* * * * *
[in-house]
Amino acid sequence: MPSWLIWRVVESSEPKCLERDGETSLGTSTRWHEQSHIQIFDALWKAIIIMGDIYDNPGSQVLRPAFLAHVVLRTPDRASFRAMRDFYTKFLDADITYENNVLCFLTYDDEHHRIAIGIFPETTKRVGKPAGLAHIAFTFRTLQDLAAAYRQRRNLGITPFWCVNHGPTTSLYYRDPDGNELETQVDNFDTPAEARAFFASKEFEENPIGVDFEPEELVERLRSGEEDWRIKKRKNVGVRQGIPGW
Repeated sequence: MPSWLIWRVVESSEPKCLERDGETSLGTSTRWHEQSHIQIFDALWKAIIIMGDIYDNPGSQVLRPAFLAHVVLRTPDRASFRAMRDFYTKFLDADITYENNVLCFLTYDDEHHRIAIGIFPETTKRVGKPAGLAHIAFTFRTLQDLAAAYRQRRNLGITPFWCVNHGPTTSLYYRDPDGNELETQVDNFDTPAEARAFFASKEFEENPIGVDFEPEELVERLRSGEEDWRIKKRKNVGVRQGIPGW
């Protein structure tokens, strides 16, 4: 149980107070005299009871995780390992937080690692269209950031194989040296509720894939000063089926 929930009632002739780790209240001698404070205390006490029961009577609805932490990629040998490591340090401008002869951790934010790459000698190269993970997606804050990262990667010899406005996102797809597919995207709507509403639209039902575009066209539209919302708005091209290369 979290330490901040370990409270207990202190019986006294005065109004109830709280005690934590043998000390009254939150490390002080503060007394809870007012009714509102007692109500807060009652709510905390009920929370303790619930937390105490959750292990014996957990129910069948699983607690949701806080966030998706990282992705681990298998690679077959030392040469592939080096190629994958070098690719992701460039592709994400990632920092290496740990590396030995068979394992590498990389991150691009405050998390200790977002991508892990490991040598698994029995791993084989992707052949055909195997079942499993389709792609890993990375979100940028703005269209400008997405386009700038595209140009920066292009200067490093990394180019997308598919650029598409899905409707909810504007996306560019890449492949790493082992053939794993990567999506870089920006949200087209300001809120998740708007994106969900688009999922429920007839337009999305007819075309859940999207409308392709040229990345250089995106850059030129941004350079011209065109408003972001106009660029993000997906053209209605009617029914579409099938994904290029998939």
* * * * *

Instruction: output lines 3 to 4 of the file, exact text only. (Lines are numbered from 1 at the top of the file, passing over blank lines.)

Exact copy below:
Repeated sequence: MPSWLIWRVVESSEPKCLERDGETSLGTSTRWHEQSHIQIFDALWKAIIIMGDIYDNPGSQVLRPAFLAHVVLRTPDRASFRAMRDFYTKFLDADITYENNVLCFLTYDDEHHRIAIGIFPETTKRVGKPAGLAHIAFTFRTLQDLAAAYRQRRNLGITPFWCVNHGPTTSLYYRDPDGNELETQVDNFDTPAEARAFFASKEFEENPIGVDFEPEELVERLRSGEEDWRIKKRKNVGVRQGIPGW
């Protein structure tokens, strides 16, 4: 149980107070005299009871995780390992937080690692269209950031194989040296509720894939000063089926 929930009632002739780790209240001698404070205390006490029961009577609805932490990629040998490591340090401008002869951790934010790459000698190269993970997606804050990262990667010899406005996102797809597919995207709507509403639209039902575009066209539209919302708005091209290369 979290330490901040370990409270207990202190019986006294005065109004109830709280005690934590043998000390009254939150490390002080503060007394809870007012009714509102007692109500807060009652709510905390009920929370303790619930937390105490959750292990014996957990129910069948699983607690949701806080966030998706990282992705681990298998690679077959030392040469592939080096190629994958070098690719992701460039592709994400990632920092290496740990590396030995068979394992590498990389991150691009405050998390200790977002991508892990490991040598698994029995791993084989992707052949055909195997079942499993389709792609890993990375979100940028703005269209400008997405386009700038595209140009920066292009200067490093990394180019997308598919650029598409899905409707909810504007996306560019890449492949790493082992053939794993990567999506870089920006949200087209300001809120998740708007994106969900688009999922429920007839337009999305007819075309859940999207409308392709040229990345250089995106850059030129941004350079011209065109408003972001106009660029993000997906053209209605009617029914579409099938994904290029998939």